Monday, 29 June 2009

I'll fix the bug...but only if you give me a public domain test file

Recently, Avogadro/OpenBabel have been increasing their support for computational chemistry log files. I am hoping that they will learn from our experience at GaussSum/cclib.

GaussSum was the first Python program I ever wrote, and still bears the hallmarks. When I first started GaussSum (a program which analyses the results of comp chem calculations), I would use the test cases from users to fix bugs. Then over time, I'd lose the test cases as I moved from computer to computer. I couldn't place the test cases in my version control system as the test cases might have been the results of someone's research, and they mightn't be happy to see them publicly available.

Things came to head when dealing with the parsing of vibrational frequencies in the various versions of GAMESS. It turned out that each version of GAMESS (PC-GAMESS, WinGAMESS and GAMESS US) had slightly different output for vibrational frequencies. I ended up bouncing between code that worked for WinGAMESS but not GAMESS and vice versa, depending on who sent me the last bug report. In other words, I was wasting my time fixing bugs which might reappear later. It was around this time that (a) I realised I needed a test suite, and (b) I needed public domain test files, so I could use them in my test suite.

The parser used by GaussSum is now available as a separate project, cclib, and is developed in collaboration with Adam Tenderholt and Karol Langner. This time I put a lot of thought into the test suite, and I think we've done very well. The parsers are initially developed using a set of calculations which are the same for each comp chem package; our test suite ensures that the same results are found in each case and that the units are consistent. We only fix bugs for which a public domain test file is provided ("I place this file in the public domain" is all we need to hear), and regression tests are easily added to the test suite. Our test suite has the final say on commits; commits are reverted if they cause an existing test to fail. This guarantees that cclib can only improve over time.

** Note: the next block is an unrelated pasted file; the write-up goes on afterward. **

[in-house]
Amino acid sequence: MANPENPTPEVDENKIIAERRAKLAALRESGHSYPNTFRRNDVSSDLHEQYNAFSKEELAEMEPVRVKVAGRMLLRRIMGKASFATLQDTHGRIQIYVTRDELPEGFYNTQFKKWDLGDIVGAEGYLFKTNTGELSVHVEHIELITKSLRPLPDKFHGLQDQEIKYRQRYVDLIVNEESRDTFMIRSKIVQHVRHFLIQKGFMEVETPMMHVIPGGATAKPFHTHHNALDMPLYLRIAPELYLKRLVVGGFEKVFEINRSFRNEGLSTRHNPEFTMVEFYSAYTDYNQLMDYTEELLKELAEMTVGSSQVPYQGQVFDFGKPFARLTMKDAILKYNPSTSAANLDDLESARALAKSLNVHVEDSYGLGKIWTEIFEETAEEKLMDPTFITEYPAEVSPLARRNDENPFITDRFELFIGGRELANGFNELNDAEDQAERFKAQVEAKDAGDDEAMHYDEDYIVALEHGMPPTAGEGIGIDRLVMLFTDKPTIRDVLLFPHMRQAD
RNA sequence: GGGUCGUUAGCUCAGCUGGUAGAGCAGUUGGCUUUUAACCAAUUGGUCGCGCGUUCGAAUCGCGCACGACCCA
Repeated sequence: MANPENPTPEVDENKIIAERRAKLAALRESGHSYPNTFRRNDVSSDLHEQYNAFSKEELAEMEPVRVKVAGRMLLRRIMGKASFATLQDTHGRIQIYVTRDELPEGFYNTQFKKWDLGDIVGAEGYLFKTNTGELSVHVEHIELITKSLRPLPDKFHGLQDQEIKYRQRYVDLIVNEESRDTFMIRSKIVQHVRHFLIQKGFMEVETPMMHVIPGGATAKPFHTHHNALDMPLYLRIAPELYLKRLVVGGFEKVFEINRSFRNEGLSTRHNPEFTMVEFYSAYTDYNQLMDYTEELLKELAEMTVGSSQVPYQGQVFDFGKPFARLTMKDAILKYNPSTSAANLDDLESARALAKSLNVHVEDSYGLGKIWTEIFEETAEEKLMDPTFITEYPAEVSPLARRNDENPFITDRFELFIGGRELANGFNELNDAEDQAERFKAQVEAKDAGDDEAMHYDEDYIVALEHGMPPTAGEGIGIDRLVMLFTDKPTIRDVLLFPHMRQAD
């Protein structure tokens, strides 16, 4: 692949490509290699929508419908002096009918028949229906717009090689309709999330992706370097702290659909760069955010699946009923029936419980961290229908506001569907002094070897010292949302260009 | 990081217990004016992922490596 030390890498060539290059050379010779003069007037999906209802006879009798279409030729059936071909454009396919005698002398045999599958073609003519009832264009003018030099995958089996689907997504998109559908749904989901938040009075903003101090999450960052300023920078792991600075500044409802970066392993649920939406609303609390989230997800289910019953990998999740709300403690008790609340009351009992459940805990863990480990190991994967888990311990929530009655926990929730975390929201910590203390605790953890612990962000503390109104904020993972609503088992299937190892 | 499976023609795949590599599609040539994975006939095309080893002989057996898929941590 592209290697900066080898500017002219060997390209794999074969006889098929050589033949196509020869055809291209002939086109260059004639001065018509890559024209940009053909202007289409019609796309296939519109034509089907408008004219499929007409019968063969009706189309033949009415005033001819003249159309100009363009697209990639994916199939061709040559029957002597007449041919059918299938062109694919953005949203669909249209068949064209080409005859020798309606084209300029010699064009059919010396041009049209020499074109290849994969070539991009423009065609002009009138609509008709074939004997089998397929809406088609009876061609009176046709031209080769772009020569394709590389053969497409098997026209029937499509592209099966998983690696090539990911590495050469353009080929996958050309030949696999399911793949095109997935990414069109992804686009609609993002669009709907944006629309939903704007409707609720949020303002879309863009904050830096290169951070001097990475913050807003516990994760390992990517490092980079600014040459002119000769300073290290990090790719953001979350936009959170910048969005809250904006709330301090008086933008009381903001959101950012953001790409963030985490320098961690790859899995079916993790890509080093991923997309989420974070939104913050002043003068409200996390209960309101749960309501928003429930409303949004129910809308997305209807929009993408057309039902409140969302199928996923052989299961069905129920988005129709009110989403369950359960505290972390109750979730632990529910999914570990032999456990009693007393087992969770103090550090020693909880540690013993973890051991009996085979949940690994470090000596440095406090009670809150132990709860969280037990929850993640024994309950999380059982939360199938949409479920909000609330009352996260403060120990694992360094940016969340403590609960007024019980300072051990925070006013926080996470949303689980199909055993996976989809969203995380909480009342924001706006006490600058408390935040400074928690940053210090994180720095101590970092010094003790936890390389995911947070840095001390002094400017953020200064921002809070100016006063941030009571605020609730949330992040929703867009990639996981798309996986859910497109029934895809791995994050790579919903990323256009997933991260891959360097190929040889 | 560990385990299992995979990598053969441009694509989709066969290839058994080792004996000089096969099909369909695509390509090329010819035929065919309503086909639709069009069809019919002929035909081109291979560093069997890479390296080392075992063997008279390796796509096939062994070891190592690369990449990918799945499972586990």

The inevitable consequence of this policy is that some reported bugs don't get fixed. Sometimes the reporter simply does not respond to the query to place it in the public domain. On two occasions, the reporter was working in a pharmaceutical company and felt it was more hassle than it was worth to do the necessary paperwork to place it in the public domain. So it goes... On the other hand, we do now have a set of more than 200 comp chem log files which go a long way to ensuring that our parsers can handle anything that is thrown at them. The best way of getting these files is to check the data directory of cclib out of subversion and run

In conclusion, if you are thinking of writing software that handles comp chem files, either try to collaborate with others who are working on the same problem (e.g. cclib or OpenBabel), or at the very least take into account some of the comments here. Otherwise, you are simply building a house of cards.


Karol said...

Just want to thank you Noel for bringing this perspective to my attention two years ago. Trying to parse all sorts of output files (with no testing) is exactly what I was doing before I got on board the cclib team.

baoilleach said...

Me too, Karol, me too :-)

Geoff said...

I think we're building larger databases of test files. Jmol has some, Open Babel has some, and now there's a Blue Obelisk repository:

I think it's probably a good idea to merge all our test files into the Blue Obelisk one -- much better to have a large, combined database.

Geoff said...

Incidentally, I certainly learned from your experience. We have the same problem with Open Babel bugs. For example "adding hydrogens fails" but you can't get the actual structure to sort out the bug.

Or my favorite, an e-mail giving me explicit discussion of stereochemistry issues in Open Babel, but they wouldn't contribute code or test files.

Karol said...

Geoff, how would we go about combining the cclib test files with the BO database?

baoilleach said...

Just a point to note - at cclib, we store the test files on the SF web server rather than in the version control system. This is because they are quite big, even zipped. I'm not sure what the limit is for SVN at SF, but we should avoid maxing it out needlessly. We could simply check our download script into the BO repo, so that running the script will download all the files from cclib...(?)

Karol said...

My question, of course, concerned the technical aspects... which Noel has started to consider. Perhaps it would be better to continue the discussion on some mailing list.